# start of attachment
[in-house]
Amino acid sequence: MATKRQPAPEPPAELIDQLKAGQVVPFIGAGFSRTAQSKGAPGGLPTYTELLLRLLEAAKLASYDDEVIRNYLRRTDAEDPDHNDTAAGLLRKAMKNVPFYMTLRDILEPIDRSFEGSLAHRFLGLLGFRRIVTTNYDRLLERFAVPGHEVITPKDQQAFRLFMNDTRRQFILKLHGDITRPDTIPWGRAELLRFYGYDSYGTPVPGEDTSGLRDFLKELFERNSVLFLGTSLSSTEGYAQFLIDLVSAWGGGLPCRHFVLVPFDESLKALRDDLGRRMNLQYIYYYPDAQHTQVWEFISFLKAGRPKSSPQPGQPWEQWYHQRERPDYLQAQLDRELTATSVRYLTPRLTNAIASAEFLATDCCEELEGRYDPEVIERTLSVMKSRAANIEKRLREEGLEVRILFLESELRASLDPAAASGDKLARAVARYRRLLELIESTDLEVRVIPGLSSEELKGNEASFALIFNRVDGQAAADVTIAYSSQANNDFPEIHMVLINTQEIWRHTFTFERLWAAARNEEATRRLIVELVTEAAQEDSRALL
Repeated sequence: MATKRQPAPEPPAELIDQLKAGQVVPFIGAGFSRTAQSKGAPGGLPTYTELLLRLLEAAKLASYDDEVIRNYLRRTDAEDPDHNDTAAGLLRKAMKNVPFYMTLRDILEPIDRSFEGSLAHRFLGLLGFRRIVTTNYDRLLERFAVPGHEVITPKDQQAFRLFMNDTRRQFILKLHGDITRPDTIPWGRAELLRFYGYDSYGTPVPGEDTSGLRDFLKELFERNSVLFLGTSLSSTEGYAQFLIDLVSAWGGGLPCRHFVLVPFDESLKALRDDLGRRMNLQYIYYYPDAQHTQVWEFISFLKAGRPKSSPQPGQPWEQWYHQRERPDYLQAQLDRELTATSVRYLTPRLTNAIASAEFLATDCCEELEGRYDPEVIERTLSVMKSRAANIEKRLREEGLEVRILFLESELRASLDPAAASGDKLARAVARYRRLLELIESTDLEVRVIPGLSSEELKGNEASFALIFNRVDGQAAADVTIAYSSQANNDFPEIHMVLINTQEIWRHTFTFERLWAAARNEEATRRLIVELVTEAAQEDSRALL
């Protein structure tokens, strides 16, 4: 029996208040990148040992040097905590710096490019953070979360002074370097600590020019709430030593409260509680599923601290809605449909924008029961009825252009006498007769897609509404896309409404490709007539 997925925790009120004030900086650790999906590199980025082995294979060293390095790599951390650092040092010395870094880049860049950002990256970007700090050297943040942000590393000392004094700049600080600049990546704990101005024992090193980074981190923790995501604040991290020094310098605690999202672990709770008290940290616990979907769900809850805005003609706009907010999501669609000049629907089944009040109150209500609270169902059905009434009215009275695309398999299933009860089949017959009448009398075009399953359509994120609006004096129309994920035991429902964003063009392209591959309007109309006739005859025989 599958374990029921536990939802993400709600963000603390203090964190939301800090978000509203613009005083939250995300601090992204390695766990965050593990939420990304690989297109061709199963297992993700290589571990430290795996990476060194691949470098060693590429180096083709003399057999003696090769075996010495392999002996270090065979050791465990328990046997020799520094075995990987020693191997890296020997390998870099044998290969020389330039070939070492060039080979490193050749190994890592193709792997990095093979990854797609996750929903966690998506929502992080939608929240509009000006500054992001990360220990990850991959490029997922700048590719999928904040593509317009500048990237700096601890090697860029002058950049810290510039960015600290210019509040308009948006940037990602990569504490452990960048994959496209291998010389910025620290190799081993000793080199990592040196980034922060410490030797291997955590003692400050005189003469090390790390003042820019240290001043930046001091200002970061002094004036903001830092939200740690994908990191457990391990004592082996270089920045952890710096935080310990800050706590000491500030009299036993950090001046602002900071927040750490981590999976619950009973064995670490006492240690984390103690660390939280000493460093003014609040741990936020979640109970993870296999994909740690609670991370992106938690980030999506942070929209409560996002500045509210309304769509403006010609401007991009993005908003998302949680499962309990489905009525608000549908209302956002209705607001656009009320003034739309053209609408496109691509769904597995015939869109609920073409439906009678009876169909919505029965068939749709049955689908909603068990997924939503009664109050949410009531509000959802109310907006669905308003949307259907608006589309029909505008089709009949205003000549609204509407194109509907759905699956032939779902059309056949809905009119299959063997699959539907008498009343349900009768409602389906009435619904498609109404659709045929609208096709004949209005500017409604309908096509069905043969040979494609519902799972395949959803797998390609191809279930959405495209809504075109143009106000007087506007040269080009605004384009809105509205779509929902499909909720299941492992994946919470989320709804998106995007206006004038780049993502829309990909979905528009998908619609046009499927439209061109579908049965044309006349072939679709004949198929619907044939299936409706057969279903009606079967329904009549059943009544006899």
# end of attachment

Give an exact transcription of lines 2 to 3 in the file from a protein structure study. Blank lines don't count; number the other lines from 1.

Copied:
Amino acid sequence: MATKRQPAPEPPAELIDQLKAGQVVPFIGAGFSRTAQSKGAPGGLPTYTELLLRLLEAAKLASYDDEVIRNYLRRTDAEDPDHNDTAAGLLRKAMKNVPFYMTLRDILEPIDRSFEGSLAHRFLGLLGFRRIVTTNYDRLLERFAVPGHEVITPKDQQAFRLFMNDTRRQFILKLHGDITRPDTIPWGRAELLRFYGYDSYGTPVPGEDTSGLRDFLKELFERNSVLFLGTSLSSTEGYAQFLIDLVSAWGGGLPCRHFVLVPFDESLKALRDDLGRRMNLQYIYYYPDAQHTQVWEFISFLKAGRPKSSPQPGQPWEQWYHQRERPDYLQAQLDRELTATSVRYLTPRLTNAIASAEFLATDCCEELEGRYDPEVIERTLSVMKSRAANIEKRLREEGLEVRILFLESELRASLDPAAASGDKLARAVARYRRLLELIESTDLEVRVIPGLSSEELKGNEASFALIFNRVDGQAAADVTIAYSSQANNDFPEIHMVLINTQEIWRHTFTFERLWAAARNEEATRRLIVELVTEAAQEDSRALL
Repeated sequence: MATKRQPAPEPPAELIDQLKAGQVVPFIGAGFSRTAQSKGAPGGLPTYTELLLRLLEAAKLASYDDEVIRNYLRRTDAEDPDHNDTAAGLLRKAMKNVPFYMTLRDILEPIDRSFEGSLAHRFLGLLGFRRIVTTNYDRLLERFAVPGHEVITPKDQQAFRLFMNDTRRQFILKLHGDITRPDTIPWGRAELLRFYGYDSYGTPVPGEDTSGLRDFLKELFERNSVLFLGTSLSSTEGYAQFLIDLVSAWGGGLPCRHFVLVPFDESLKALRDDLGRRMNLQYIYYYPDAQHTQVWEFISFLKAGRPKSSPQPGQPWEQWYHQRERPDYLQAQLDRELTATSVRYLTPRLTNAIASAEFLATDCCEELEGRYDPEVIERTLSVMKSRAANIEKRLREEGLEVRILFLESELRASLDPAAASGDKLARAVARYRRLLELIESTDLEVRVIPGLSSEELKGNEASFALIFNRVDGQAAADVTIAYSSQANNDFPEIHMVLINTQEIWRHTFTFERLWAAARNEEATRRLIVELVTEAAQEDSRALL